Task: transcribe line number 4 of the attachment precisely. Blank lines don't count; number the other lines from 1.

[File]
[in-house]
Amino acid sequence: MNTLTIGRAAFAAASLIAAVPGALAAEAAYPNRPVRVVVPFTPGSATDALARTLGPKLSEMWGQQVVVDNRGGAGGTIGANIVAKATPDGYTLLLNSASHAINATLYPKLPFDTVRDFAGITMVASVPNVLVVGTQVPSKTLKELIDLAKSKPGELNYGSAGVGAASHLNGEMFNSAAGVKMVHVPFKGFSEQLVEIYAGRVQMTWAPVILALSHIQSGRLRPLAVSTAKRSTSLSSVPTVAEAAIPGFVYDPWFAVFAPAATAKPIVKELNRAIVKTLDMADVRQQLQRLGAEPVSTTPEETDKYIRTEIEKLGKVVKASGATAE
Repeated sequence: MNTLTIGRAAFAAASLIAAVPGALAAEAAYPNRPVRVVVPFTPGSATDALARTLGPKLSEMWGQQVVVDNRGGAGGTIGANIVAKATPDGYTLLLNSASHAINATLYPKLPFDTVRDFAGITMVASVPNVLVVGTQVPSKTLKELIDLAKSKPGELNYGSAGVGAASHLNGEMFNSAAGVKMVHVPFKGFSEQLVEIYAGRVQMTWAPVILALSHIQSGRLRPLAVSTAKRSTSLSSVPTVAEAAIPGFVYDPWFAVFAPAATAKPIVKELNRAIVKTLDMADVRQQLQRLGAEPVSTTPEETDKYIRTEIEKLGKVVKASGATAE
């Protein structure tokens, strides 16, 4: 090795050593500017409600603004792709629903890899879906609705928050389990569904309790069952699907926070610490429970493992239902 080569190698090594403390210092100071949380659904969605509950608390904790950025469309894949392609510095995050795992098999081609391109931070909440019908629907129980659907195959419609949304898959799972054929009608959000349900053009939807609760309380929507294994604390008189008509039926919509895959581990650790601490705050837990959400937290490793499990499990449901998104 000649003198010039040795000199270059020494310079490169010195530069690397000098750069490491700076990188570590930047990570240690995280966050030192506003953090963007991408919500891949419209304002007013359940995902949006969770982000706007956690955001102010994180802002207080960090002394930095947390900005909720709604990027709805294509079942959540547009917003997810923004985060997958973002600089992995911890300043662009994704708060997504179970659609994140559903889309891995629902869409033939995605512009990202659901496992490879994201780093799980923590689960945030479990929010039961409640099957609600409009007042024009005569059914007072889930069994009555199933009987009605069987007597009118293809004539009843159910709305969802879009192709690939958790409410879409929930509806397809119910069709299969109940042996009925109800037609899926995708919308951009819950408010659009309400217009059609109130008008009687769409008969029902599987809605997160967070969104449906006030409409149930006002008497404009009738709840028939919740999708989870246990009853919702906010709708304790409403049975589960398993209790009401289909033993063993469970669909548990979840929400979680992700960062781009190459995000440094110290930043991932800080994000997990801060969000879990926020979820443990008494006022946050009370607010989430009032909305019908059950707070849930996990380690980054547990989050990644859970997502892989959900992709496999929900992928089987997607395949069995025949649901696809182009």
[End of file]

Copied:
């Protein structure tokens, strides 16, 4: 090795050593500017409600603004792709629903890899879906609705928050389990569904309790069952699907926070610490429970493992239902 080569190698090594403390210092100071949380659904969605509950608390904790950025469309894949392609510095995050795992098999081609391109931070909440019908629907129980659907195959419609949304898959799972054929009608959000349900053009939807609760309380929507294994604390008189008509039926919509895959581990650790601490705050837990959400937290490793499990499990449901998104 000649003198010039040795000199270059020494310079490169010195530069690397000098750069490491700076990188570590930047990570240690995280966050030192506003953090963007991408919500891949419209304002007013359940995902949006969770982000706007956690955001102010994180802002207080960090002394930095947390900005909720709604990027709805294509079942959540547009917003997810923004985060997958973002600089992995911890300043662009994704708060997504179970659609994140559903889309891995629902869409033939995605512009990202659901496992490879994201780093799980923590689960945030479990929010039961409640099957609600409009007042024009005569059914007072889930069994009555199933009987009605069987007597009118293809004539009843159910709305969802879009192709690939958790409410879409929930509806397809119910069709299969109940042996009925109800037609899926995708919308951009819950408010659009309400217009059609109130008008009687769409008969029902599987809605997160967070969104449906006030409409149930006002008497404009009738709840028939919740999708989870246990009853919702906010709708304790409403049975589960398993209790009401289909033993063993469970669909548990979840929400979680992700960062781009190459995000440094110290930043991932800080994000997990801060969000879990926020979820443990008494006022946050009370607010989430009032909305019908059950707070849930996990380690980054547990989050990644859970997502892989959900992709496999929900992928089987997607395949069995025949649901696809182009």